Do Not Speak of the Dead
“They tried to bury us. They didn’t know we were seeds.”
I was born among the bodies. I was hurried
forward, and sealed a thin life for myself.
I have shortened my name, and walk with
a limp. I place pebbles in milk and offer
them to my children when there is nothing
else. We can not live on cold blood alone.
In a dream, I am ungendered, and the moon
is just the moon having a thought of itself.
I am a wolf masked in the scent of its prey
and I am driven—hawk like—to the dark
center of things. I have grasped my eager
heart in my own talons. I am made of fire,
and all fire passes through me. I am made
of smoke and all smoke passes through me.
Now the bodies are just calcified gravity,
built up and broken down over the years.
Somewhere there are phantoms having their
own funerals over and over again. The same
scene for centuries. The same moon rolling
down the gutter of the same sky. Somewhere
they place a door at the beginning of a field
and call it property. Somewhere, a tired man
won’t let go of his dead wife’s hand. God
is a performing artist working only with
light and stone. Death is just a child come to
take us by the hand, and lead us gently away.
Fear is the paralyzing agent, the viper that
swallows us living and whole. And the devil,
wears a crooked badge, multiplies everything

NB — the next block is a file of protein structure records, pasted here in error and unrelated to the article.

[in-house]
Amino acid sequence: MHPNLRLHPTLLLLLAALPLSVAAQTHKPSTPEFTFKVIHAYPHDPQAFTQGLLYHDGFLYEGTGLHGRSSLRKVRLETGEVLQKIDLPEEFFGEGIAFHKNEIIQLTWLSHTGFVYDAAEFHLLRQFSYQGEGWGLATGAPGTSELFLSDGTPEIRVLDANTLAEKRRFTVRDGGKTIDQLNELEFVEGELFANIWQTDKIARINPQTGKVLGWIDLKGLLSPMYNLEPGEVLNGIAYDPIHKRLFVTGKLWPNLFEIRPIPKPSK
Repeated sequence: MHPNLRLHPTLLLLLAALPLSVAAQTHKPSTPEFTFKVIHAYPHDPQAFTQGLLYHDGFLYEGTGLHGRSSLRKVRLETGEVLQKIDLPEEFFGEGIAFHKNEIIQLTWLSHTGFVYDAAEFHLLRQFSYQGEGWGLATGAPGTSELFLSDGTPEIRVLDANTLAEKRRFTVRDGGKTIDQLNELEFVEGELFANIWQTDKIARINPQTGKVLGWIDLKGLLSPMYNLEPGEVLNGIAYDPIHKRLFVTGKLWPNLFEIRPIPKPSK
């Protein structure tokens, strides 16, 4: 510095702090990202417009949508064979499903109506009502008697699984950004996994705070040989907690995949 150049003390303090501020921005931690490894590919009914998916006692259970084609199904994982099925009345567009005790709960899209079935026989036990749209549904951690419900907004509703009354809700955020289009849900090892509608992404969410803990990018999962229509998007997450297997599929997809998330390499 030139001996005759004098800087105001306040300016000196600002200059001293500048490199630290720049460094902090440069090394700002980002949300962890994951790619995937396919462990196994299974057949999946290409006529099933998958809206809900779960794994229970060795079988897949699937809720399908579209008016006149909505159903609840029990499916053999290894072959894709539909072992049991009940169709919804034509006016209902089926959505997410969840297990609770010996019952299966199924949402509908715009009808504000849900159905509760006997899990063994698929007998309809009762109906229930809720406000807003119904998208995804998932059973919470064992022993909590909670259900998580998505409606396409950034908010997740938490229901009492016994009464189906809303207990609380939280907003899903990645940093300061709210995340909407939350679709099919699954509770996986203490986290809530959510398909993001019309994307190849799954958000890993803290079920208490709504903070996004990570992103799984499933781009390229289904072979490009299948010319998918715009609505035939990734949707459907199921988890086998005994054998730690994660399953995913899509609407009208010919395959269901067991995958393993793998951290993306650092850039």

by three. You—my dark friend. And me.
Copyright © 2015 by Cecilia Llompart. Originally published in Poem-a-Day on June 30, 2015, by the Academy of American Poets.
About this Poem
“I began this poem while reading a book about the sordid history of the persecution of witches—which is really just another way of saying the persecution of women—and it continued to develop in light of the continued unrest and very necessary protests that have punctuated the past few months. It also serves as a kind of meditation on death and on crossing over and on loosening the grip of fear on our lives. Three days after I finished the poem, my grandfather passed away and my grandmother had a vision of a child taking him by the hand at the moment of his last breath.”
Cecilia Llompart is the author of The Wingless (Carnegie Mellon University Press, 2014). She currently teaches freelance creative writing workshops and divides her time between the United States and France.
Date Published: 2015-06-30
Source URL: https://poets.org/poem/do-not-speak-dead